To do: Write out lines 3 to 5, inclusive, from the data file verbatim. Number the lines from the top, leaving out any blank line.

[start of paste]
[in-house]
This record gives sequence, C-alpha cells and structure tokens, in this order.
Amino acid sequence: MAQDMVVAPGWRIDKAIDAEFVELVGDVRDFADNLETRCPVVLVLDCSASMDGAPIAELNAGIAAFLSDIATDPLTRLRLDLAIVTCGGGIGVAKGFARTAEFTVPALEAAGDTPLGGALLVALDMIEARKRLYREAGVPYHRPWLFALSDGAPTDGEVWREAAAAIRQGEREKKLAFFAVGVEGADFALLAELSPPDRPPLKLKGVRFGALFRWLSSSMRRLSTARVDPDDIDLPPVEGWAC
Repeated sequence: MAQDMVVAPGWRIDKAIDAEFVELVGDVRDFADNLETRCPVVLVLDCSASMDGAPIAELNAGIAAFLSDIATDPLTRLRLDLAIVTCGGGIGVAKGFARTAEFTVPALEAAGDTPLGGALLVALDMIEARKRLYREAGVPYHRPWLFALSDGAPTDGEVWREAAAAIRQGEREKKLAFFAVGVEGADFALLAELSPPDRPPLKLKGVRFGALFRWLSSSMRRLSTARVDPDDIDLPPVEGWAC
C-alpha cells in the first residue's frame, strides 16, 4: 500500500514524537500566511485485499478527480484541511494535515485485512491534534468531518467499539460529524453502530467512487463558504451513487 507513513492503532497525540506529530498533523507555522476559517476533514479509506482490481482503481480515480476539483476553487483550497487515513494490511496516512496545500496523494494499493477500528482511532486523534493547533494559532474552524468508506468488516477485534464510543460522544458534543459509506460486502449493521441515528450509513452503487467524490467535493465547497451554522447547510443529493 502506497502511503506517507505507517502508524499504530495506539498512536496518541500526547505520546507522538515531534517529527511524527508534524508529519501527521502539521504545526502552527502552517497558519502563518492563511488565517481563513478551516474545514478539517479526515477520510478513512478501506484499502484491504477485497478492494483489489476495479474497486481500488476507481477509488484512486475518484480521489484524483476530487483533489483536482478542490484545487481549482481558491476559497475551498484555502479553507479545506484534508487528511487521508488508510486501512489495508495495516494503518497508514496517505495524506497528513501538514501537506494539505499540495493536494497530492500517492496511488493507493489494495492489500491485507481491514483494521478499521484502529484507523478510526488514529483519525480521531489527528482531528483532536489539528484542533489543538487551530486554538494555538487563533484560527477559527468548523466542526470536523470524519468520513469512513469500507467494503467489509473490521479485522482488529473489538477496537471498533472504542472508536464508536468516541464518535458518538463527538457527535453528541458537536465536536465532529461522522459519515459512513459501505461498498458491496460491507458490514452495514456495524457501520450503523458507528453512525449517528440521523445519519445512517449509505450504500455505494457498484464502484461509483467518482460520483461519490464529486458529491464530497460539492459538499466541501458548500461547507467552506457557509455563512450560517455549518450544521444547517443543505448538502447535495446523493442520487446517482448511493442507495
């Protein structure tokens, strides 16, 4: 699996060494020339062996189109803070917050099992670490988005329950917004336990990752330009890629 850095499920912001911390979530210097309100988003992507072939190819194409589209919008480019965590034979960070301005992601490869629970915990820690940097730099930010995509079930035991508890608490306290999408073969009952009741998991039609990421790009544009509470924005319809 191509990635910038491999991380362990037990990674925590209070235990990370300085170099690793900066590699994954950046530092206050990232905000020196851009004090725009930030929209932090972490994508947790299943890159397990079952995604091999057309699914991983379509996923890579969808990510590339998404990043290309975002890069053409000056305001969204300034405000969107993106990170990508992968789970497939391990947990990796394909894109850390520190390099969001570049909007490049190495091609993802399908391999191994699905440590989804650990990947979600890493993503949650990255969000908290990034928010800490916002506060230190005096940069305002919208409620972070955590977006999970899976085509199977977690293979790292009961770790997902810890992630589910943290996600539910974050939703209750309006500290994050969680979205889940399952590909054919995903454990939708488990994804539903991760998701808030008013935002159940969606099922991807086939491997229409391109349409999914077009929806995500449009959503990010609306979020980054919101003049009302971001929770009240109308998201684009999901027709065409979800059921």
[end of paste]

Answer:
Amino acid sequence: MAQDMVVAPGWRIDKAIDAEFVELVGDVRDFADNLETRCPVVLVLDCSASMDGAPIAELNAGIAAFLSDIATDPLTRLRLDLAIVTCGGGIGVAKGFARTAEFTVPALEAAGDTPLGGALLVALDMIEARKRLYREAGVPYHRPWLFALSDGAPTDGEVWREAAAAIRQGEREKKLAFFAVGVEGADFALLAELSPPDRPPLKLKGVRFGALFRWLSSSMRRLSTARVDPDDIDLPPVEGWAC
Repeated sequence: MAQDMVVAPGWRIDKAIDAEFVELVGDVRDFADNLETRCPVVLVLDCSASMDGAPIAELNAGIAAFLSDIATDPLTRLRLDLAIVTCGGGIGVAKGFARTAEFTVPALEAAGDTPLGGALLVALDMIEARKRLYREAGVPYHRPWLFALSDGAPTDGEVWREAAAAIRQGEREKKLAFFAVGVEGADFALLAELSPPDRPPLKLKGVRFGALFRWLSSSMRRLSTARVDPDDIDLPPVEGWAC
C-alpha cells in the first residue's frame, strides 16, 4: 500500500514524537500566511485485499478527480484541511494535515485485512491534534468531518467499539460529524453502530467512487463558504451513487 507513513492503532497525540506529530498533523507555522476559517476533514479509506482490481482503481480515480476539483476553487483550497487515513494490511496516512496545500496523494494499493477500528482511532486523534493547533494559532474552524468508506468488516477485534464510543460522544458534543459509506460486502449493521441515528450509513452503487467524490467535493465547497451554522447547510443529493 502506497502511503506517507505507517502508524499504530495506539498512536496518541500526547505520546507522538515531534517529527511524527508534524508529519501527521502539521504545526502552527502552517497558519502563518492563511488565517481563513478551516474545514478539517479526515477520510478513512478501506484499502484491504477485497478492494483489489476495479474497486481500488476507481477509488484512486475518484480521489484524483476530487483533489483536482478542490484545487481549482481558491476559497475551498484555502479553507479545506484534508487528511487521508488508510486501512489495508495495516494503518497508514496517505495524506497528513501538514501537506494539505499540495493536494497530492500517492496511488493507493489494495492489500491485507481491514483494521478499521484502529484507523478510526488514529483519525480521531489527528482531528483532536489539528484542533489543538487551530486554538494555538487563533484560527477559527468548523466542526470536523470524519468520513469512513469500507467494503467489509473490521479485522482488529473489538477496537471498533472504542472508536464508536468516541464518535458518538463527538457527535453528541458537536465536536465532529461522522459519515459512513459501505461498498458491496460491507458490514452495514456495524457501520450503523458507528453512525449517528440521523445519519445512517449509505450504500455505494457498484464502484461509483467518482460520483461519490464529486458529491464530497460539492459538499466541501458548500461547507467552506457557509455563512450560517455549518450544521444547517443543505448538502447535495446523493442520487446517482448511493442507495